This is probably going to be a long post. A VERY long post. Consider yourself warned.
I feel like I need to start by stating firmly and clearly (even though it goes without saying) that I love my daughter with every fiber of my being. I'd lay down my life for her. Lord knows we went through hell and high water to conceive her and bring her safely into the world, and from the moment she took her first breath, she has been the center of my world.
And as much as I love my child - or rather because I love my child so very much - I have to admit when there are problems. If you've read this blog for any length of time - you know that we struggle with raising this child. Constantly. And we have given every excuse in the book as to why she is the way she is. She's tired. She doesn't disengage well. She doesn't transition well. She's so bright that she's constantly thinking of other things so she can't focus. She's off schedule and she craves routine. She's getting sick. Give us a chance and we'll come up with an excuse.
I guess that's a normal parental response - looking for a reason why your kid is so out of control - any reason that might in any way explain their behavior.
Until eventually, the behavior problems start to stack up - the odd things your child does start to stand out more and more - and you realize there might be something more to the story.
We reached our breaking point this morning. Anna has been off - extremely off. And no amount of excuses can excuse the behavior. It's the same old junk we've dealt with since she was 18 months old and began to exert her opinion - but amplified. And now - instead of just screaming at us when she thinks she's right and we're obviously wrong - she completely falls apart.
Deonne turned the t.v. off this morning so that Anna could focus and (gasp) eat her breakfast so she'd have energy for a fun filled day at Monkey Joes for camp. You'd have thought he pulled her fingernails out with a pair of pliers.
Complete dissolution. Screaming. Sobbing. Purple lips. Slobber. Big tears. Snot flying. And wailing. Oh, the wailing. And when we tried to calmly ask her what she was so upset about - there was no response. Just more screaming and crying. And sadly, the only thing to do when she gets like that is to scream back - scare her into stopping and listening.
And this isn't atypical. Every time we're around our child (as in mornings, evenings, and weekends) the above is pretty much what happens. Something sets her off. She dissolves. Or, she'll blatantly ignore us when we're talking to her - prompting us to lose our patience - and thus our temper - resulting in more screaming.
There's more shouting and screaming and tears in this house than an episode of Real Housewives New Jersey. And I'm only half-kidding.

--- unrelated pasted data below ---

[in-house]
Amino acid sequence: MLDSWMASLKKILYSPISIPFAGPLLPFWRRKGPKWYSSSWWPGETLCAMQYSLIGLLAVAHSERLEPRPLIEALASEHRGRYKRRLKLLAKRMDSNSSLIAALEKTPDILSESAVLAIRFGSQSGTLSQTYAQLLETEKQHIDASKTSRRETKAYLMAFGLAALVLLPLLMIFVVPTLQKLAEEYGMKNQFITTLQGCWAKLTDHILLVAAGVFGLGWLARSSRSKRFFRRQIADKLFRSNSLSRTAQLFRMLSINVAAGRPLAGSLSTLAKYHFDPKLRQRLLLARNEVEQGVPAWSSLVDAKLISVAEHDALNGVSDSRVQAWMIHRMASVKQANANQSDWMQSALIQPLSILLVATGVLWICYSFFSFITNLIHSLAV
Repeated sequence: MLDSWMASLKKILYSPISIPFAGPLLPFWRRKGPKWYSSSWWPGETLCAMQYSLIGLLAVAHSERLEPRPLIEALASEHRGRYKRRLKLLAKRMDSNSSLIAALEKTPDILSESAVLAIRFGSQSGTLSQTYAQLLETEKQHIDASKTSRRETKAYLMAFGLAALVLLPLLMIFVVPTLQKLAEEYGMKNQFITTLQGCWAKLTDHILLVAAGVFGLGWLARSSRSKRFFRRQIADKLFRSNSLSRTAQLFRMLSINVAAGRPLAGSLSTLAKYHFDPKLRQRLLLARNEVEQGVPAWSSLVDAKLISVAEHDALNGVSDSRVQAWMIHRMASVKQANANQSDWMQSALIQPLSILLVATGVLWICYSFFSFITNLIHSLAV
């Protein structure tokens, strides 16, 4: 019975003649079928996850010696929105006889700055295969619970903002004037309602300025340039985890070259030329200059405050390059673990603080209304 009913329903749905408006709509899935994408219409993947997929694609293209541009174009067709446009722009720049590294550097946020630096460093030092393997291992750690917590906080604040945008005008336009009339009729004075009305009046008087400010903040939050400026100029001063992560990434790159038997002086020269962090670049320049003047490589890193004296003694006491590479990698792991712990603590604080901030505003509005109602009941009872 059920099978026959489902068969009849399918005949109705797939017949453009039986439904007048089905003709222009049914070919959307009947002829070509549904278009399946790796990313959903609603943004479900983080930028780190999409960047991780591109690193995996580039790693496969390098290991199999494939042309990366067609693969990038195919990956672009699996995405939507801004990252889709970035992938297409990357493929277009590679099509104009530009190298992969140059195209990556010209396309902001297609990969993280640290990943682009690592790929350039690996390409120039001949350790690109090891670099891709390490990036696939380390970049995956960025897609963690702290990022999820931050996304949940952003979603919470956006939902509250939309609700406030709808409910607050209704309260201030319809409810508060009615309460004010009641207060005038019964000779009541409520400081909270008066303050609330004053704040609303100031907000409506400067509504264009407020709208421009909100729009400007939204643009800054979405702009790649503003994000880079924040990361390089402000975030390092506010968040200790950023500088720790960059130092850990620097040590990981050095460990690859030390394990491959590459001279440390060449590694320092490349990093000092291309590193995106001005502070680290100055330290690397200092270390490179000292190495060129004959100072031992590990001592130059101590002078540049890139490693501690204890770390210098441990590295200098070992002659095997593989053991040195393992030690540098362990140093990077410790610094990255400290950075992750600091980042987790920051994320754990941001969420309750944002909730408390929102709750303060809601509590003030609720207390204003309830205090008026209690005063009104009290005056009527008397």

So I called 'uncle.' I made the appointment. Called the pediatrician. Took her in. And heard what I expected to hear - but didn't quite know how to hear. He thinks Anna needs some help. He knows her history - and has been there through the last five years of trying to temper her and help us get her on track. He sympathized with me when I said 'I realize all kids are disobedient by nature - but this isn't normal. It's affecting our family.' Thankfully he didn't think it was something like autism or aspergers - but did admit that there could be something in her 'hard wiring' that is making her like she is. And the recommendation? A child psychologist. He's referring her to one now.
I was okay when I heard all of this - until he looked me in the eye and said 'this isn't your fault - you didn't do anything wrong' and that it's a normal reaction for parents to feel guilty. At that - I tried really hard not to let the tears fall that started brimming. Unsuccessfully, I might add.
So long story short - my daughter, my child, may have something wrong with her. Yeah - I know - an emotional disorder isn't something 'wrong' - but that's what it feels like right now - and this is my blog - so if I want to write it - I will. And before you tell me 'don't worry' and 'it'll be fine' - I'll respectfully ask you not to. Because that may be true - but right now it doesn't feel that way. Right now I'm scared. And worried. And frightened. And I think it's okay to feel that way.
And in all honesty, there's select few people I can hear that from and actually believe it. One is my mother....the person I desperately want to talk to about this, but impossibly can't. Now is one of those completely unfair and unfortunate times when I want to stamp my feet, shake my fists, and scream 'I want my mommy!!!' She's the only one who has been able to talk me off the proverbial edge for the better part of my life. I miss her. Which totally exacerbates the issue at hand.
So we wait for the referral - as we completely trust our doctor. He unequivocally stated that if he were in our shoes - if this was his child - he would go to this psychologist to see 1) if there is a problem and 2) how to fix it.
I suppose there is some relief in that - knowing once and for all if there really is some emotional/behavioral/neurological issue with my daughter. But ignorance is also bliss. Bliss indeed.
It's a hard place to be - on one hand, I support the decision to see what is going on from someone who is professionally trained to do so. On the other, after reading all of that John Rosemond stuff that effectively poo-poo's child psychology as complete psycho-babble, I wonder if this is the right step. And coupled with all of this - I'm frightened to find out what the recommendation will be. To medicate my kid? I don't want to kill her spirit - just get her to listen and obey and get a better handle on her emotions.
This is one of those things they don't tell you about when they place that tiny bundle in your arms for the first time.